View unanswered posts | View active topics It is currently Wed Jun 28, 2017 11:56 am



Reply to topic  [ 3 posts ] 
 Relation between a vacuum advance can and a power valve 
Author Message

Joined: Fri Feb 08, 2013 5:52 pm
Posts: 78
Is this right that when the can is active, the PV has to be closed, and vice versa? Consequently, PV opening vacuum rating must be about the same as the can's release rating?

Does this make any sense?

Thanks!


Mon Apr 27, 2015 6:29 am
Profile

Joined: Wed May 29, 2013 6:12 pm
Posts: 33
webermaniac wrote:
Is this right that when the can is active, the PV has to be closed, and vice versa? Consequently, PV opening vacuum rating must be about the same as the can's release rating?

Does this make any sense?

Thanks!


Perhaps this will help.

Tuner wrote,

"There is no reason to run an engine at part-load any richer than as lean as it will run without misfire. Of course for each engine just what that AFR may be depends on the particular engine’s characteristics, cam, compression ratio, headers, mufflers, etc. The biggest factors are uniform AFR distribution to the individual cylinders and exhaust reversion through the valve overlap. At part-throttle, distribution is affected by throttle angle and other carb geometry as well as the manifold, manifold heat, fuel distillation curve, etc, etc.

Between about 10% to 20% and 70% to 80% load some engines will run well at part-throttle with 17/1 AFR or leaner and others start to turn bitchy at 15/1.

You need to realize that the leaner the AFR, the larger percentage of oxygen in the exhaust. When running at part-throttle the high intake vacuum is drawing hot exhaust back into the intake manifold. Leaner than stoichiometric the excess oxygen in the exhaust is returning to the cylinder in the reversion gasses and the hot oxygen improves combustion.

Obviously, the leaner it is, the larger the proportion of unburned oxygen in the exhaust will be, and up to a point (unique to each engine) the lean running usually noticeably improves the part-throttle combustion.

Depending on your particular engine’s nature, you will be surprised how much part-throttle torque improves as it is operated progressively leaner on the lean side of stoichiometric. The limit is usually reached when the leanest cylinder misfires.

Because lean part-load mixtures have a slower combustion rate, they require additional spark advance, compared to rich maximum power WOT mixtures.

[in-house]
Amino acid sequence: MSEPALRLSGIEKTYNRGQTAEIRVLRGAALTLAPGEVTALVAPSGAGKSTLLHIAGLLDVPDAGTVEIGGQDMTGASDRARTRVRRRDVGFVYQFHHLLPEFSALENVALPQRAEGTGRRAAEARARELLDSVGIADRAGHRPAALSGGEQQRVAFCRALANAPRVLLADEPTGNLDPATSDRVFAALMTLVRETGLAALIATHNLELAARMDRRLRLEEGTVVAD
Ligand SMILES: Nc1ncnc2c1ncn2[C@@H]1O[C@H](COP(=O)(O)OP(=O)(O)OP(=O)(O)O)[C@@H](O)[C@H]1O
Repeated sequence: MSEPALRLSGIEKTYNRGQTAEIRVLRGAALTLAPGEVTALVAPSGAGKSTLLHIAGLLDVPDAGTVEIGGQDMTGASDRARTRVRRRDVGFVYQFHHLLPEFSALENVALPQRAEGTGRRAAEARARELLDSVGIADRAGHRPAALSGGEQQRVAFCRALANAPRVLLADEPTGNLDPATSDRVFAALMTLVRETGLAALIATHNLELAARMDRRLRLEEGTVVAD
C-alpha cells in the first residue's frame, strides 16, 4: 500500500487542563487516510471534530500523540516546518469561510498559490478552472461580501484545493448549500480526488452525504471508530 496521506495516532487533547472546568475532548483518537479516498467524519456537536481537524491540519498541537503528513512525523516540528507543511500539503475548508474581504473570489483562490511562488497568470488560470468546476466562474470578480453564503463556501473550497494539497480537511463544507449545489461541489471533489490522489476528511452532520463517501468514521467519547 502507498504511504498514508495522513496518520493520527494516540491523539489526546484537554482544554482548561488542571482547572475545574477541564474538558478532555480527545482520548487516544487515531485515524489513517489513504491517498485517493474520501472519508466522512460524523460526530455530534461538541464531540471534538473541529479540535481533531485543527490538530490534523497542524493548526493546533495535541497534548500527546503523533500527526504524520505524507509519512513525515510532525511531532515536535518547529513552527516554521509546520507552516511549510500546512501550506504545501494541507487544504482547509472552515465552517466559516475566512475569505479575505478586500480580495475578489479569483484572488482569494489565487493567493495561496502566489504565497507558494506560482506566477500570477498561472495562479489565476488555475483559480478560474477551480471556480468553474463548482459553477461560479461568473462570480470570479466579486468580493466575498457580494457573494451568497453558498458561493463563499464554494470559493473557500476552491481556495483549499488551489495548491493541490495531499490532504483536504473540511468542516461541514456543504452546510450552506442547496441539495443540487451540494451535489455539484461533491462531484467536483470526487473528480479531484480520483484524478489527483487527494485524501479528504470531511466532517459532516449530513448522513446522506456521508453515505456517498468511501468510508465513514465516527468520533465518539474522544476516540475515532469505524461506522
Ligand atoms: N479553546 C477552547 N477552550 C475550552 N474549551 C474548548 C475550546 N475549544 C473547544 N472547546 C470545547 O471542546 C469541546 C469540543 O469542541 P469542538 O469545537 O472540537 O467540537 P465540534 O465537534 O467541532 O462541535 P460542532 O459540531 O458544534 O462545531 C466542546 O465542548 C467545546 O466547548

Correct vacuum advance tuning is as important as carb tuning. If the timing isn’t correct, you can chase the carb tuning into a box where a rich cruising AFR is wasting gas, because, without vacuum advance, a faster-burning richer AFR compensates for retarded timing.

You have to use common sense applied to your particular engine to determine at what amount of load the engine should be switched from the lean economy AFR to the rich power AFR. The power valve opening point and the vacuum advance starting point (fully retarded vacuum amount) should usually be near the same intake vacuum.

A high compression engine that is close to stressing the available octane, such as a 10/1 mild-cam street engine on pump gas, like a muscle car engine in the late ‘60s, may need to be rich and retarded at 9 or 10 inches Hg.

A low compression engine may not need to richen up until much closer to WOT and may tolerate the vacuum advance not fully retarding until as low as 5 or 6 inches Hg.

Because lean mixtures burn slower they require the correct amount of additional timing, compared to rich WOT mixtures. The correct vacuum advance is a key to lean part-throttle tuning."


Mon Apr 27, 2015 3:08 pm
Profile

Joined: Fri Feb 08, 2013 5:52 pm
Posts: 78
Quote:
The power valve opening point and the vacuum advance starting point (fully retarded vacuum amount) should usually be near the same intake vacuum.

Thank you, that's what I was looking to confirm.


Mon Apr 27, 2015 5:10 pm
Profile
Display posts from previous:  Sort by  
Reply to topic   [ 3 posts ] 

Who is online

Users browsing this forum: No registered users and 1 guest


You cannot post new topics in this forum
You cannot reply to topics in this forum
You cannot edit your posts in this forum
You cannot delete your posts in this forum
You cannot post attachments in this forum

Search for:
Jump to:  
cron
Powered by phpBB® Forum Software © phpBB Group
Designed by ST Software for PTF.